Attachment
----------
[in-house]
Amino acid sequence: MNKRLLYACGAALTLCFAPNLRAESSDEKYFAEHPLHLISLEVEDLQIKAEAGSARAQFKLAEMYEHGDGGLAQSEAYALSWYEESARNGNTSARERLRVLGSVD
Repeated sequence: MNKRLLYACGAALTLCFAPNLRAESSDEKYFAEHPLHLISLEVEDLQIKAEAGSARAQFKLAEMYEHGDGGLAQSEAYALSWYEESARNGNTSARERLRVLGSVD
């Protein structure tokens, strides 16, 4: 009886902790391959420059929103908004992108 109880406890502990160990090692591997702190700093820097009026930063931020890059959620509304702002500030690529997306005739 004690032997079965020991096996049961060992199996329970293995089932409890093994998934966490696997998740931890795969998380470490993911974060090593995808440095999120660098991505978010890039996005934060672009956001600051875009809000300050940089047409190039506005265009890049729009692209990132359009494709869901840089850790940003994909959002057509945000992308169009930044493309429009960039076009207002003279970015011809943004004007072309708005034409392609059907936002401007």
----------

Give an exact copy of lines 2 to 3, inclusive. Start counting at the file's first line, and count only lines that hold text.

Amino acid sequence: MNKRLLYACGAALTLCFAPNLRAESSDEKYFAEHPLHLISLEVEDLQIKAEAGSARAQFKLAEMYEHGDGGLAQSEAYALSWYEESARNGNTSARERLRVLGSVD
Repeated sequence: MNKRLLYACGAALTLCFAPNLRAESSDEKYFAEHPLHLISLEVEDLQIKAEAGSARAQFKLAEMYEHGDGGLAQSEAYALSWYEESARNGNTSARERLRVLGSVD